Home About Us History of Highlands Event Calendar Membership Gift Shop Contact Us


    On December 13, 2008, guided by Frederica "Fred" Lashley, a professional stone mason, trail builder, and former Appalachian Trail Conference Crew Leader from Asheville, N. C., Greenway volunteers created a dry stack stone crib to support a treadway over a hillside culvert and ephemeral stream crossing. This treadway would link the trail from the bridge over Mill Creek and the newly created stone steps to a bench overlooking the cascades of Mill Creek.

Moving the First StoneSetting the First Stone

Large gneiss stones were loaded on the Canycom tracked wheelbarrow and slid down the hill to the edge of Mill Creek, where they were stacked, slanting slightly toward the embankment, in rows. Where there were projections, gasoline powered drilling allowed them to be cleanly broken off with a sledge hammer. In some instances a wedge and feathers were fitted into a drilled hole, and the wedge was driven between the feathers with a hammer until the rock broke.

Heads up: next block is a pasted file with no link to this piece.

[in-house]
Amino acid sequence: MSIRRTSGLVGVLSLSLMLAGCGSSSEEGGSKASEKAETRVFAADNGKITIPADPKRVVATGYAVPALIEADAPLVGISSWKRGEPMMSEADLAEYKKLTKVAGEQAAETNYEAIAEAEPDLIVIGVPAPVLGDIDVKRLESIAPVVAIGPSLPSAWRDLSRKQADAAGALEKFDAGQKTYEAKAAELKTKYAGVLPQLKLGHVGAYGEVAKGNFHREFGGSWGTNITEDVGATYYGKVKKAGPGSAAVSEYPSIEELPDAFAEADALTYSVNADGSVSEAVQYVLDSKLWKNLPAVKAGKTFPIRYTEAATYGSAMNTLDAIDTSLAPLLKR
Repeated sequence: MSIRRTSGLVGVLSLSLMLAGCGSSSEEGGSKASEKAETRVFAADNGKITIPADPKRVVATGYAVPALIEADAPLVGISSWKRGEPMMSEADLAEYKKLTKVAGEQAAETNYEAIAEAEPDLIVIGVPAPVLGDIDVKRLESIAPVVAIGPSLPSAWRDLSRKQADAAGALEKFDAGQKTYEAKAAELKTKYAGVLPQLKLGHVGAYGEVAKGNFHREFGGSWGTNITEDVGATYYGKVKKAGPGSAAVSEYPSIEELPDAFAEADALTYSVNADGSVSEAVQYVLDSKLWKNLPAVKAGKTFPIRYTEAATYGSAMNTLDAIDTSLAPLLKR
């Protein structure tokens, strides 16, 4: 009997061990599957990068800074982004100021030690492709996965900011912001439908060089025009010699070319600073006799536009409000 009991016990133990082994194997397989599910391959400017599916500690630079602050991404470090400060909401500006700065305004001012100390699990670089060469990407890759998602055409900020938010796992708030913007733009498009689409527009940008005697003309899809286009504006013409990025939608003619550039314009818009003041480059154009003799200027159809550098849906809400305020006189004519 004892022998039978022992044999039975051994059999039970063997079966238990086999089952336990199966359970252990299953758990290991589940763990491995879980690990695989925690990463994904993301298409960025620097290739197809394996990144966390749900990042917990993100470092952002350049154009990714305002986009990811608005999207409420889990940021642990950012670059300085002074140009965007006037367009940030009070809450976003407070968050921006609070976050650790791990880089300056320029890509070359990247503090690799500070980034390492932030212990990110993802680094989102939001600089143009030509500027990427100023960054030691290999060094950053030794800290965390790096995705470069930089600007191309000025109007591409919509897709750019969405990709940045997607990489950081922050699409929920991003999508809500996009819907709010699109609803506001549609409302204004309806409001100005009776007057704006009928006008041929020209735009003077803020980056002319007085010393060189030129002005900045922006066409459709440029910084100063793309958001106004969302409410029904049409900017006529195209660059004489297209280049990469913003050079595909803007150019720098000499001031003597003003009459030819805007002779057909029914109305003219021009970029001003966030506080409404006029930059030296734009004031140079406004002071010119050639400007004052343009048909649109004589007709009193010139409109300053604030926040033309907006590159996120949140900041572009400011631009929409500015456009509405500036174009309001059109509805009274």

Drilling the StoneWedging the Stone

A Yanmar mini-excavator was used to load the Canycom with crusher run, which was added as backfill for the tread of the trail.

The Yanmar Loading GravelThe Canycom Unloading Gravel

The stone cribbing not only supported the trail tread but also allowed the water to follow its natural course unimpeded beneath the gravel and stone into Mill Creek. Plastic geo-webbing and gravel were then used to cover the under-drain and prevent a soggy trail and damage from erosion.

Distributing the Gravel Aligning the stone  Laying Geo-Webbing

For more information about Fred Lashley's Unturned Stone, see her website at

The Completed Cribbing. Photographs by Randolph Shaffner.

Return to Home
Back to top

This website is constantly under construction. For more information about the Highlands Plateau Greenway, please Contact us or write to P. O. Box 2608, Highlands, NC 28741.
Last modified on July 24, 2017.